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October 31, 2014 - Image 1

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The Michigan Daily, 2014-10-31

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Ann Arbor, Michigan

Friday, October 31, 2014

michigandaily.com

PUBLIC SAFETY
" UMPD urges
safety during
Halloween,
Homecoming

Student amily income
impacts campusi obs
N EWFRESHMEN
Family Income Distribution for New Freshmen, Adjusted for Inflation, by In-State and
Out-of-State Status, Fall 2002 & Fall 2012

'U' plans to increase
enforcement for
weekend festivities
By GENEVIEVE HUMMER
Daily Staff Reporter
With Halloween and Home-
coming this weekend, Univer-
sity officials are encouraging
students to keep safety in mind
while celebrating during these
festivities.
In an interview with The
Michigan Daily, University Police
Chief Robert Neumann said the
University plans to work with the
Ann Arbor Police Department to
increase enforcement over the
weekend. He also stressed the
role of the larger community in
ensuring public safety.
"It's really a collaborative
effort with everyone being obser-
vant to those that need help and
taking action when you see some-
thing that needs to be done,"
Neumann said.
He said students often have
the tendency to ignore dangerous
situations, and encouraged stu-
dents to avoid taking drinks from

a common container and to never
leave a drink unattended.
Wolverine Wellness . Direc-
tor Mary Jo Desprez said these
celebrations have the potential
to compromise student safety.
However, she added that it is pos-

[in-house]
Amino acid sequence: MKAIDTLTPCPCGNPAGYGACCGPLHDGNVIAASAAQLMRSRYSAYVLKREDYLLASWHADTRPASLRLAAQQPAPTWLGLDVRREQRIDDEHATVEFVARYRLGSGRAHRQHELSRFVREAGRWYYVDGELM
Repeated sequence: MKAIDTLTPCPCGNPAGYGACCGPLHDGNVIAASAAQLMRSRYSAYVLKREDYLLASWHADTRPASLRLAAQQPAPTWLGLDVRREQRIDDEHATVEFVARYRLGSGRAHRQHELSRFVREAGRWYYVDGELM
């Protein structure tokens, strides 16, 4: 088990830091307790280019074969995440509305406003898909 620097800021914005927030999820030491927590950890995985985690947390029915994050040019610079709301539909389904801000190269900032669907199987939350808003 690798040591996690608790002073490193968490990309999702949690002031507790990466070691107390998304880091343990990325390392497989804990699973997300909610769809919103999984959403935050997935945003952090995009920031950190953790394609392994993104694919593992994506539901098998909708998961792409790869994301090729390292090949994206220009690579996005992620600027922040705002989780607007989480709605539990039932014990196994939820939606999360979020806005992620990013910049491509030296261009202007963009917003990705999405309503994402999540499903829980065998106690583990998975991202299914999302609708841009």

sible for students to stay safe and
have fun.
"Nobody wants to ruin any-
body's fun; our goal is that every-
one has a blast and that there's
also this culture of caring for
each other, and not just car-
ing that you take care of some-
body, but not letting them get
to the point where they're sick,"
Desprez said.
Desprez outlined similar pro-
tocols to Neumann's. She empha-
sized having a plan: eat before
drinking, space out drinks and
limit the amount of liquor con-
sumed. Desprez noted that the
student-designed Stay in the Blue
app can help students track their
drinking, which was launched in
2013 in partnership with the Uni-
versity Health System's alcohol
safety program. The app, which
has been downloaded more than
6,000 times, calculates blood
alcohol content based upon
See HALLOWEEN, Page 3A

/1

Greater than $150,000
$100,001- $150,000
$50,001 -$100,000
$25,001 -$50,000
$25,000 or less

IN-STATE

OUT-OF-STATE

Universiy Housing,
Unions report
difficulty in hiring
full staffs
By CLAIRE BRYAN
Daily StaffReporter
In his inaugural address last
month, University President
Mark Schlissel was clear about

the role socio-economic status
should play in a student's ability
to attend the University.
"Students and their parents
must hear clearly and rest secure
that the University of Michigan
values curiosity and intellect,
not ZIP codes or family income,"
he said.
However, the socio-economic
status of the University's under-
graduate population is not even-
ly distributed. In Fall 2011, 63
percent of incoming freshmen

reported family incomes over
$100,000, according to the office
of the Registrar. A 2012 survey
by the U.S. Census Bureau stated
the median family income in the
United States is $51,324.
In addition to the challenges
in ensuring access to higher edu-
cation for students from lower
socio-economic backgrounds,
E. Royster Harper, vice presi-
dent for student life, said in a
September interview with The
Michigan Daily the University's